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Archive for December, 2013

Modern life
————-

 

Empty wind blowing
vacant communication;
no words that are real.

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I am sitting at my computer.  We have had a meal of takeaway (the local “Chippy”, for my American followers). The presents are (mostly) wrapped, and hidden in the bathtub in my room.  Stranger things have happened.

I am not a Christian.  I do not believe that Christ is the son of God.  I don’t believe in God as some omnipotent anthropomorphized entity that throws arbitrary blessings and punishments at human beings.  Christmas for me is much like the other holidays (holy days) that my eclectic family observes; we observe Chanukah in reverence and respect for the members of our family who hold the traditions and faiths of Judaism.  We observe Yule out of respect for the history and traditions of Nature worship.  We celebrate Christmas out of love, respect, and tradition for the great majority of our family who are Christians, who believe in Christ according to their denominations and observances, and because of the social and cultural associations we have with the joys of Christmas.

As a result of that love, respect, and tradition, it won’t surprise any of you who know me to know that so much of my love for this season is about my Mom.

Mom loved all things Christmas.  In fact, from the middle of November until after the New Year, Mom was in her happy place.  She was so amazingly quirky about how she went about things – Thanksgiving and then Christmas and then the sad putting away of the time.  She would bustle around the house, not making everything perfect for everyone else, but making everything just the way she liked it.  Our tree covered in aluminum icicles, so thick that you couldn’t see the ornaments hidden behind the silvery curtains.  The bowls of ribbon candies and mixed nuts set out  on every table, as if we were having company at any moment.  The music – this might be my most heartrending memory – the music playing loudly throughout the house, on the stereo equipment that my father saved up to buy for a very long time, and Mom’s incredibly sweet, if untrained, voice singing along as she bustled about hanging mistletoe, or making candies.

Here in the UK, I am surrounded by people who love me.  I have made incredible friendships with people who are selfless and loving and giving to their core.  They are not my family, though. I sit here, healing, not having much energy to bustle about hanging mistletoe and icicles and lights.  And I listen to Nat King Cole singing his Christmas Song, and I can hear every single note in my Mom’s voice.  Every. Single. Note.  I feel both her presence and her absence sharply.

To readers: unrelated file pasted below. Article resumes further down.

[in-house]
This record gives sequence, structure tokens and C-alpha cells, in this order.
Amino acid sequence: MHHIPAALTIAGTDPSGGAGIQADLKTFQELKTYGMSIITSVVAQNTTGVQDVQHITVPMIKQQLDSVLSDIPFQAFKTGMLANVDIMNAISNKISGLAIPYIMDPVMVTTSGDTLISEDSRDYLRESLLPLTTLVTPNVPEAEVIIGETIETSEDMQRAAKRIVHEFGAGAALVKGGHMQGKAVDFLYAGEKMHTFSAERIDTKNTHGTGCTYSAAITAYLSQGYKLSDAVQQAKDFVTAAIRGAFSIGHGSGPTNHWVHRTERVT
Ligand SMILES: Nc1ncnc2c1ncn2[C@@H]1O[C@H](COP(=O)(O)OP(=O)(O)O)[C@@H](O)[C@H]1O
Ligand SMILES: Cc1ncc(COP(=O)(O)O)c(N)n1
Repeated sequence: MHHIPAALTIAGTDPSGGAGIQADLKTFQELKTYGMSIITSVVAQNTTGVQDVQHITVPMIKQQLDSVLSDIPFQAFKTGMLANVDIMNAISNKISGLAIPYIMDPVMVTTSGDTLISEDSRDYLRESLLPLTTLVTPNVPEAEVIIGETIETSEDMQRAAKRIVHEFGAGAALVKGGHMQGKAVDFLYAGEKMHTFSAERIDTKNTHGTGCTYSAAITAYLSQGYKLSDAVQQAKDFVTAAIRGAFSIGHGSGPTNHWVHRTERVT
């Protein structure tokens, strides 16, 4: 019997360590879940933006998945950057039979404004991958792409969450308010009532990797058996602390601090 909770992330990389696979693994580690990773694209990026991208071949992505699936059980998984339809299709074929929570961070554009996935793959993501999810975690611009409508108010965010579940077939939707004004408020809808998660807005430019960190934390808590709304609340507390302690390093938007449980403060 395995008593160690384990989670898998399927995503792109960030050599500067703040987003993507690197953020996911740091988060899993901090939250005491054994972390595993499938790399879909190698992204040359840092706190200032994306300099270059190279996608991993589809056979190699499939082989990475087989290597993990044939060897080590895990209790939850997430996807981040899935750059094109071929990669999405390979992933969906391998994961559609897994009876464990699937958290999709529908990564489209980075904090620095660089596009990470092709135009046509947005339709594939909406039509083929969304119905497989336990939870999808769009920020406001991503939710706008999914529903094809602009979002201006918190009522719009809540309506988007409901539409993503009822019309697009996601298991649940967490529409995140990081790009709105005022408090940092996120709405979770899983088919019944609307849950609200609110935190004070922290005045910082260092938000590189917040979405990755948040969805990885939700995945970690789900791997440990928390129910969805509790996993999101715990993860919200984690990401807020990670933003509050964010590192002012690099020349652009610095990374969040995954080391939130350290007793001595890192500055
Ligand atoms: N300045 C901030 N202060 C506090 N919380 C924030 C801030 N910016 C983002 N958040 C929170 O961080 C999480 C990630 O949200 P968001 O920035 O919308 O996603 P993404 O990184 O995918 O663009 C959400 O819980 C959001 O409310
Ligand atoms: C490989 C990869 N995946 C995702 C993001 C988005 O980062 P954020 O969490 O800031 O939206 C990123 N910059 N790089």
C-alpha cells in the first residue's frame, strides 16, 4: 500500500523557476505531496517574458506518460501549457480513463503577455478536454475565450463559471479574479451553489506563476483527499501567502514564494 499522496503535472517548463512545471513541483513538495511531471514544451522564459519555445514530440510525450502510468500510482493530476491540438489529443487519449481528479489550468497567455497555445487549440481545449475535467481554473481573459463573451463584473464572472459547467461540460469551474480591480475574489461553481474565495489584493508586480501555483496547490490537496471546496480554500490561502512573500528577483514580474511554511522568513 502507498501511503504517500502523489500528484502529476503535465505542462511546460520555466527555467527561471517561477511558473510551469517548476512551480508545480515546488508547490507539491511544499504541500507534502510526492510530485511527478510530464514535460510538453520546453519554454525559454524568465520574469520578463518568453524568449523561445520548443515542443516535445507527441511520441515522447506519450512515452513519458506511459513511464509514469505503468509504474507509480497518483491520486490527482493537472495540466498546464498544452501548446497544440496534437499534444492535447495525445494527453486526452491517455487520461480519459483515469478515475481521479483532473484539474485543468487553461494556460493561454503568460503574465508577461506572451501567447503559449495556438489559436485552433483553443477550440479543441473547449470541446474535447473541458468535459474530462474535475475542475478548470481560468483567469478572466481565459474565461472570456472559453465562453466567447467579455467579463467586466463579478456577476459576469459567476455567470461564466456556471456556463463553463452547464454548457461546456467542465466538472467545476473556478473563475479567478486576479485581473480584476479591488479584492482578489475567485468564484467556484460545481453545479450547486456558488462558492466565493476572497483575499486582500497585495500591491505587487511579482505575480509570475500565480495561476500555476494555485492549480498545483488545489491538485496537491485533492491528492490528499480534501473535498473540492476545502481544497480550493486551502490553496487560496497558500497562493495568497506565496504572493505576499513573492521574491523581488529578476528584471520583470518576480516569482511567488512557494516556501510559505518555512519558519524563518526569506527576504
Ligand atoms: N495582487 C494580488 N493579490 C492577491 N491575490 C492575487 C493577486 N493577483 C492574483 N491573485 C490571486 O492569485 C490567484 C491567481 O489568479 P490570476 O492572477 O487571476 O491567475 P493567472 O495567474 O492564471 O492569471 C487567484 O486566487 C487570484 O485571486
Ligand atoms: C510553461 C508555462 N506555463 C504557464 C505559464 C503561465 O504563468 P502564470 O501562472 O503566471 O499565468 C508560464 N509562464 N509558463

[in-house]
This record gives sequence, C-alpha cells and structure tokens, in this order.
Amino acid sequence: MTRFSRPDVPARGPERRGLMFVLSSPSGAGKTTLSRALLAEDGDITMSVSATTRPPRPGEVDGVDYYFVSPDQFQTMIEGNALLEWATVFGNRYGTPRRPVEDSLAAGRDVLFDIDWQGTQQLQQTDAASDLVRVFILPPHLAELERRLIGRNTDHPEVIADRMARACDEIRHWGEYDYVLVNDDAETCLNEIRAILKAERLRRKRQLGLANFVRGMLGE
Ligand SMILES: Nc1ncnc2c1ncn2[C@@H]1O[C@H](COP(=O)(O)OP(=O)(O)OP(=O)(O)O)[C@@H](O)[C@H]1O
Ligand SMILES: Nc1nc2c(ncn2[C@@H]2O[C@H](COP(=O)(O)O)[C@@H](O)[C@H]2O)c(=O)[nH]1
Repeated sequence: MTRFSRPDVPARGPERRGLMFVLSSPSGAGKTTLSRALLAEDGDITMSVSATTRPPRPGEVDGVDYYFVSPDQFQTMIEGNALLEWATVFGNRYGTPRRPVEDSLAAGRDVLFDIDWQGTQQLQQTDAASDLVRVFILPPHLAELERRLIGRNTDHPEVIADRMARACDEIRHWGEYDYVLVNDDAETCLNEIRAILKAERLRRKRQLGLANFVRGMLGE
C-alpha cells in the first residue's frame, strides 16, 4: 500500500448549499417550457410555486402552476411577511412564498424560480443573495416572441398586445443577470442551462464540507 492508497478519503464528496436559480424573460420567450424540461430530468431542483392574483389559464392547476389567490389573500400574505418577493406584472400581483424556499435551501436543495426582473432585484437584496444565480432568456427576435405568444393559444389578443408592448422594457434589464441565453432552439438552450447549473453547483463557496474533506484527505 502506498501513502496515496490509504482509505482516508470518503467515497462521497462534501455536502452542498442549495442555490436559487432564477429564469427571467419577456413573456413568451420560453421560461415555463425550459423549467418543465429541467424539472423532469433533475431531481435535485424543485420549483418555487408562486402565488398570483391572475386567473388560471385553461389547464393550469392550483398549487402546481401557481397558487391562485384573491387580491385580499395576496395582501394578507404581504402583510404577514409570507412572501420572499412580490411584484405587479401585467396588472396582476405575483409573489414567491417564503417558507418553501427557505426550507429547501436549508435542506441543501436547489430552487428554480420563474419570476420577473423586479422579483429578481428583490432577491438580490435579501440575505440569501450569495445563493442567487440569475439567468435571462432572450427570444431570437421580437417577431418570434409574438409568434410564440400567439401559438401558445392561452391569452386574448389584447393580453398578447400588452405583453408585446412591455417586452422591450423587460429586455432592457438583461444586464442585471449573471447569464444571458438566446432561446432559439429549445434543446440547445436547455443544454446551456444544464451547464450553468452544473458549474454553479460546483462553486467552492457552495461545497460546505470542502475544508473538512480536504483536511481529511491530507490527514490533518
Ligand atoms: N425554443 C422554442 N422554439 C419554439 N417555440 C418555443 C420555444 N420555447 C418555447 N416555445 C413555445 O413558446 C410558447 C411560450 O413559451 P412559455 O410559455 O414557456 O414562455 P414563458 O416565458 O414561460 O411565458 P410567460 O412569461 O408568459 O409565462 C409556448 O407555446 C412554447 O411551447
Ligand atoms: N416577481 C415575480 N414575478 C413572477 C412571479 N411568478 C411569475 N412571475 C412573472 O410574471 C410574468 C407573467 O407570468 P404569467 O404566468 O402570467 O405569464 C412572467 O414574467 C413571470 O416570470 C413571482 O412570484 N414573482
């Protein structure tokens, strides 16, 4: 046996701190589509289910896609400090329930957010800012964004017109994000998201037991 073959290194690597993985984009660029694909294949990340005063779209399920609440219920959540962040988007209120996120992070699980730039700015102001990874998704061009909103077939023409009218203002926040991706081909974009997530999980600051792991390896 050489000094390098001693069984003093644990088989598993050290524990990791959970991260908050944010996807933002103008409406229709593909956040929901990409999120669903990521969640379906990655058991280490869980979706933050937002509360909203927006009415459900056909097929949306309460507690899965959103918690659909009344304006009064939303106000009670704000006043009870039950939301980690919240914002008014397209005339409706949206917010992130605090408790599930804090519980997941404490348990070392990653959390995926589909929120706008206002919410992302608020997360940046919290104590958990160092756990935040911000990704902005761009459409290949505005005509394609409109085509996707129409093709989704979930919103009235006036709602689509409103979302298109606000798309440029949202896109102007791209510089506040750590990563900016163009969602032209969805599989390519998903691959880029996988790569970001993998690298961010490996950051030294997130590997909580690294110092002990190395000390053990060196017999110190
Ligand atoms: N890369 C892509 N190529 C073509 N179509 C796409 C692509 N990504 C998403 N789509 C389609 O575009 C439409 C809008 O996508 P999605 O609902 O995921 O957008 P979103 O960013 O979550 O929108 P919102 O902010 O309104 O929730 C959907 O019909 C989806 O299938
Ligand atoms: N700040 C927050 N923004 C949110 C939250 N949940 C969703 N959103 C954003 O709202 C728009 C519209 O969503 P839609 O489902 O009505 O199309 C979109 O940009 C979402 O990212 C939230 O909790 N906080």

I struggle to make these connections for my children. I want them to feel the joy of tradition, the joy of family in these times.  I want them to feel this intensity of emotion when they are reminded of me in years to come.  I think these types of memories are the sweetest gifts I have from my Mom.  Her pure joy.  Her love of us and for the season. I never wanted for that.

Maybe not the singing, though.  My children will thank me if they don’t hear my voice in every Note of the Christmas Song.  But I can teach them the Christmas Song in Nat’s voice.  And I can share with them, every time we hear it, my memories of Mom.

 

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Puberty has been one of the greatest struggles we have had with Autism. This post is so relevant for me.

a diary of a mom

Honestly, our kids should just get a pass on the whole puberty thing.

– a fellow autism mom

I want to write about the intersection of autism and puberty.

I want to tell you that I’m struggling. With how to talk to Brooke about all of it – not just about what is happening to her body, but why. And more importantly, how it’s going to feel for her, from the inside out.

(I don’t know how it will feel for her. I don’t know if she will experience the process differently than I did, or if it will be largely the same. My guess is that it will be different. Most things are.)

I will make the most educated guesses I can as I guide her. I will take all of the information that I’ve gathered over all of these years of watching, studying, analyzing. I will…

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waxes poetic

This was published for the Northeastern University Political Review, a political magazine I write for. I’m going to put up the entire article here but I deeply suggest you go check out the website – amazing articles by amazing writers (I made the front page as a Freshman, I think this bodes well for the future).

I recall casually browsing Tumblr one day and coming upon a picture of an extremely pretty black woman, button-nosed and petite, with the most fabulously coiffed pompadour afro, rocking a sharp tux and sharper cheekbones.

My interest was instantly piqued, but I never really listened to her music until someone uploaded an Mp3 track from her first concept album, titled Sincerely, Jane. I was instantly taken by her smooth voice, the orchestral quality of the music, the dramatic strings and brass instruments, and – goodness – those lyrics. Immediately, I went and got the…

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